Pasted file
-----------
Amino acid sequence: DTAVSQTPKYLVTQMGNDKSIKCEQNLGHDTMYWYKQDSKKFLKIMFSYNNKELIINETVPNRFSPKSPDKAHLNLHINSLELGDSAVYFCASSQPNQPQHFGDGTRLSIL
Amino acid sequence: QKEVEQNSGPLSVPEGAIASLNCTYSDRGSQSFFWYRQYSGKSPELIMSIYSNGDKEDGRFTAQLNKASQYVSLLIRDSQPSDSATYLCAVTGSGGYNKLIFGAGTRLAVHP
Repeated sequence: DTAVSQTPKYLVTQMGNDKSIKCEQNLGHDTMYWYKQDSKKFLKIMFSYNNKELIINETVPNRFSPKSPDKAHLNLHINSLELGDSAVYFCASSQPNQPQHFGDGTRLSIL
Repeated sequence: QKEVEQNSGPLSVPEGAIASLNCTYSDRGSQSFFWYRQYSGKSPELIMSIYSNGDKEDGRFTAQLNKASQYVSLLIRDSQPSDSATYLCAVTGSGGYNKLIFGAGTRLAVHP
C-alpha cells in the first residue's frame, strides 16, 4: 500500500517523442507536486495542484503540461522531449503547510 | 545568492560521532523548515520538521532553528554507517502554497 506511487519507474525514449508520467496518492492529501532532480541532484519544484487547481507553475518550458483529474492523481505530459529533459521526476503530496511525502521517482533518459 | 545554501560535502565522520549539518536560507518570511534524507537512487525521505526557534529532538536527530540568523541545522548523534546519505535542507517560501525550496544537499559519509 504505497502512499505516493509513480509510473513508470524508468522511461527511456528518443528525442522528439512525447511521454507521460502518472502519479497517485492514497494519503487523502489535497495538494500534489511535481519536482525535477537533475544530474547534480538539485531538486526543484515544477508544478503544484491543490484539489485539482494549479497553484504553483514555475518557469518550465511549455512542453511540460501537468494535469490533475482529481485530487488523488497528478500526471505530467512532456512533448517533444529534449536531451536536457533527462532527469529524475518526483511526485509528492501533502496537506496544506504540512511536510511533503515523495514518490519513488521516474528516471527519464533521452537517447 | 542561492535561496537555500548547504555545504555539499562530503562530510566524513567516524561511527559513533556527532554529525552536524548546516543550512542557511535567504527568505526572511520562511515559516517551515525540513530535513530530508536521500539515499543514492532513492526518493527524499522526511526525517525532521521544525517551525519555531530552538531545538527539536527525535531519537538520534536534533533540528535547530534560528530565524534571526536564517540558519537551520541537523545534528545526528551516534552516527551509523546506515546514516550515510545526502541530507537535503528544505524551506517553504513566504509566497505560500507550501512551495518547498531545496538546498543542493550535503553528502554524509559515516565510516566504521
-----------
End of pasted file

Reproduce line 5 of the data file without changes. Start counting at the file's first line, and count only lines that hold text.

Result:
C-alpha cells in the first residue's frame, strides 16, 4: 500500500517523442507536486495542484503540461522531449503547510 | 545568492560521532523548515520538521532553528554507517502554497 506511487519507474525514449508520467496518492492529501532532480541532484519544484487547481507553475518550458483529474492523481505530459529533459521526476503530496511525502521517482533518459 | 545554501560535502565522520549539518536560507518570511534524507537512487525521505526557534529532538536527530540568523541545522548523534546519505535542507517560501525550496544537499559519509 504505497502512499505516493509513480509510473513508470524508468522511461527511456528518443528525442522528439512525447511521454507521460502518472502519479497517485492514497494519503487523502489535497495538494500534489511535481519536482525535477537533475544530474547534480538539485531538486526543484515544477508544478503544484491543490484539489485539482494549479497553484504553483514555475518557469518550465511549455512542453511540460501537468494535469490533475482529481485530487488523488497528478500526471505530467512532456512533448517533444529534449536531451536536457533527462532527469529524475518526483511526485509528492501533502496537506496544506504540512511536510511533503515523495514518490519513488521516474528516471527519464533521452537517447 | 542561492535561496537555500548547504555545504555539499562530503562530510566524513567516524561511527559513533556527532554529525552536524548546516543550512542557511535567504527568505526572511520562511515559516517551515525540513530535513530530508536521500539515499543514492532513492526518493527524499522526511526525517525532521521544525517551525519555531530552538531545538527539536527525535531519537538520534536534533533540528535547530534560528530565524534571526536564517540558519537551520541537523545534528545526528551516534552516527551509523546506515546514516550515510545526502541530507537535503528544505524551506517553504513566504509566497505560500507550501512551495518547498531545496538546498543542493550535503553528502554524509559515516565510516566504521